Longitudinal changes of pulmonary function and bronchial responsiveness in cough-variant asthma treated with bronchodilators alone
Cough due to cough-variant asthma (CVA) responds well to bronchodilators such as beta 2 adrenergic agonists. The aim of this study was to assess longitudinal changes of pulmonary function and bronchial responsiveness in CVA, which was treated with bronchodilators alone. Seventeen CVA patients recorded intensity and frequency of cough every day. Spirometry and provocative concentration of methacholine causing a 20% fall in forced expiratory volume in 1 second (PC20) were measured in the run-in period and after cough almost completely relieved on therapy. Cough score had improved within 2 weeks after the initiation of bronchodilator therapy. Forced expiratory volume in one second (FEV1) was significantly increased from 2.7 ± 0.7 L in the run-in period to 2.8 ± 0.7 L after improvement of cough. However, the geometric mean (GSEM) PC20 value did not change from the run-in period [1542 (GSEM 1.29) g/mL] to the time of improvement [2600 (GSEM 1.43) g/mL]. Mildly increased bronchial responsiveness in CVA does not improve when only bronchodilator therapy is carried out. Because bronchial hyperresponsiveness has been shown to be a risk factor for typical asthma onset from CVA, the effect of inhaled corticosteroids on the longitudinal changes in bronchial responsiveness should be examined.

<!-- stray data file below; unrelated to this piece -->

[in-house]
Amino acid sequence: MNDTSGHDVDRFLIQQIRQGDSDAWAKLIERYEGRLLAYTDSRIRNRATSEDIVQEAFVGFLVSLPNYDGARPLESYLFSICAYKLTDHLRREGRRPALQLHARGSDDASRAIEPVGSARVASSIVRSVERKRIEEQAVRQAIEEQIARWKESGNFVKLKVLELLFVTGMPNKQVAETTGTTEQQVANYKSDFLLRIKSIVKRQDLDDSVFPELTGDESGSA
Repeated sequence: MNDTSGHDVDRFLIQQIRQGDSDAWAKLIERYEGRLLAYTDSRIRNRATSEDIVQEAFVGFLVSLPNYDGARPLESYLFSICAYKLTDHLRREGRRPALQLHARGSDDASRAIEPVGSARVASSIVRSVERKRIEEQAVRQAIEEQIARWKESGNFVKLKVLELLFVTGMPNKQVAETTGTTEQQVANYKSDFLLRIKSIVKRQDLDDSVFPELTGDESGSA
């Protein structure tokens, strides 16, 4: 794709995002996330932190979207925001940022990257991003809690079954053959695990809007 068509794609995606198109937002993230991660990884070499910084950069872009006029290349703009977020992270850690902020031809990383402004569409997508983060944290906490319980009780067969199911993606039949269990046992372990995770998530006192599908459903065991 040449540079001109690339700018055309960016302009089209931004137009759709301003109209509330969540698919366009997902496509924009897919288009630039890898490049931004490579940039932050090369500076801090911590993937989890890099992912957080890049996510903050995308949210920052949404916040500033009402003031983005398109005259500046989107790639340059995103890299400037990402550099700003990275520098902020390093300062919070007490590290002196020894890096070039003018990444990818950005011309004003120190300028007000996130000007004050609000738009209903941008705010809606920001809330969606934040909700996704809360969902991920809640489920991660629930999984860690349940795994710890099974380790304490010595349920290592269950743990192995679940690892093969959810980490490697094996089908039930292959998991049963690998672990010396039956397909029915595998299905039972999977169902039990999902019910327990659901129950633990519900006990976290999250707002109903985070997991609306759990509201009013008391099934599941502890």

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Document Type: Research Article
Publication date: 2006-11-01
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